Another interpretation of the sequence in graphs, which is closely related to -edge colouring of -edge star , was given in [11].

Theorem 2 (see [11]). Let be a positive integer. Then

In [12] Prodinger and Tichy proved that the star is a tree that maximizes the Merrifield-Simmons index, while the path is a tree that minimizes it. In this paper we obtain an analogous result for the number of -edge colourings in trees.

Let and be given graphs with distinguished vertices and By we denote the graph obtained from and by identifying vertices and (see Figure 1) and by we denote the graph obtained from and by adding the edge (see Figure 2).

For the notation means the graph obtained from by deleting the edge We prove the following.

Theorem 3. Let , and let be neighbours of and let be neighbours of , where and are positive integers. Then Furthermore, if then

Proof. By , , and we denote the number of all -edge colourings of the graph such that an edge has a colour , , or , respectively. It can be easily seen that and are equal to the number of all -edge colourings of the graph , multiplied by the number of all -edge colourings of the graph Moreover, is equal to the number of all -edge colourings of the graph multiplied by the number of all -edge colourings of graphs , where , plus the number of all -edge colourings of the graph multiplied by the number of all -edge colourings of graphs , where In other words, and Since , then we obtain equality (1).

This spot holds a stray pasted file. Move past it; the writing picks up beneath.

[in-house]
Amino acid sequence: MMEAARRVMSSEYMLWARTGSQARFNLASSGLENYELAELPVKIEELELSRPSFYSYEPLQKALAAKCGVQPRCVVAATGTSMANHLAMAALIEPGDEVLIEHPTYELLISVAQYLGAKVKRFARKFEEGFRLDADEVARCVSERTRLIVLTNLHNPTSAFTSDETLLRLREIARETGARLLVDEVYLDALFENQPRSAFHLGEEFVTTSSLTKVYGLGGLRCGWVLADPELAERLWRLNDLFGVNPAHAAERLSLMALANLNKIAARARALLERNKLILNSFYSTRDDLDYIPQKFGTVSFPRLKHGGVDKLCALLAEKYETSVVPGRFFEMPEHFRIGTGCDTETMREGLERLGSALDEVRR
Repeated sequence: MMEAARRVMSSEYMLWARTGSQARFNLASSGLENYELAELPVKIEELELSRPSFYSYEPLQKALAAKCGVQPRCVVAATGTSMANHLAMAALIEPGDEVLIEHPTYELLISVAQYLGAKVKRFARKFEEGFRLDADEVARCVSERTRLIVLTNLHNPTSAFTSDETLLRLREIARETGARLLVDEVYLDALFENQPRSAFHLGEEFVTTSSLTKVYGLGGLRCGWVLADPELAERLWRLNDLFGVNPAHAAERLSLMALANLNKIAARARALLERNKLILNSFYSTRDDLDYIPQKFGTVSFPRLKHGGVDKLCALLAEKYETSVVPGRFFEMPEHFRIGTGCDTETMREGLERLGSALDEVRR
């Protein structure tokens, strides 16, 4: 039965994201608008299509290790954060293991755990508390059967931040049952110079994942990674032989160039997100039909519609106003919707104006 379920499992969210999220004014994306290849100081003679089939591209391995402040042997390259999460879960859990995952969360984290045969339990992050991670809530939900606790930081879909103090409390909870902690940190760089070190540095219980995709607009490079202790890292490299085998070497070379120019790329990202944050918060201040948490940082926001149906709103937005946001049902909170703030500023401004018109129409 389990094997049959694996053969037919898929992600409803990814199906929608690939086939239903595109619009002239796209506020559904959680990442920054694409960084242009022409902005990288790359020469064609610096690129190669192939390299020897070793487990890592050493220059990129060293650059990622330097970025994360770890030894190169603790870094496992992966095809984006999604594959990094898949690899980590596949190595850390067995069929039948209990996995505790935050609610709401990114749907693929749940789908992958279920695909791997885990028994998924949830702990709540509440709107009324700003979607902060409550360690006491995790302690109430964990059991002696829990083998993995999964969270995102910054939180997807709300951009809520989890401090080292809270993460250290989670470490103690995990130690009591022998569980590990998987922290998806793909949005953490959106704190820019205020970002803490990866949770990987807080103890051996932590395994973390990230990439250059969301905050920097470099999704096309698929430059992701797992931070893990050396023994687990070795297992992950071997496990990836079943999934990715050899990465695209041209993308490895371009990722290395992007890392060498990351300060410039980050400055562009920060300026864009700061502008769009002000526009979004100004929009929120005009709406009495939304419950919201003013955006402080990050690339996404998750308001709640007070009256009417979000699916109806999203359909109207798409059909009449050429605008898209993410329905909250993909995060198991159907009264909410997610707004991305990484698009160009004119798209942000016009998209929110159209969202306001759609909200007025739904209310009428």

By we denote the edge , where and by we denote the edge , where Assume that and for let be the number of all -edge colourings of the graph with exactly -monochromatic paths , such that and Observe that and It should be noted that and so , which gives inequality (2). Moreover, if then also and we obtain equality (3). This completes the proof.

2. The Largest Number of -Edge Colourings in Trees

In this section we will show that, among all trees with the given number of vertices , the star maximizes the number of -edge colourings. Moreover the star is the unique tree with such property. To prove it we need the following.

Theorem 4. Let be an integer. Then for a graph and arbitrary one has where is the leaf of and is the center of

Proof. Let and Let be the vertex of degree and let be neighbours of By (3) in Theorem 3 we have and by inequality (2) in Theorem 3 we have It should be noted that and so (8) gives Since , then from (7) and (9) we have , which completes the proof.

Theorem 5. Let be an integer and let be a tree with vertices. Then

Proof (by induction on the number of vertices of degree in the tree ). Let be an -vertex tree with exactly vertices of degree If then the result is obvious, because is an -vertex star . Assume that inequality (10) holds for with arbitrary . We will prove that it holds for . Note that for each tree there exists , such that is isomorphic to , where is the leaf of the star and Applying Theorem 4 we have where is the center of the star Note that is the -vertex tree with vertices of the degree . Thus, by the induction hypothesis we have , which completes the proof.

Remark 6. From Theorems 4 and 5 we can see that the star is a unique graph which maximizes the number of -edge colourings in trees of given order .

3. The Smallest Number of -Edge Colourings in Trees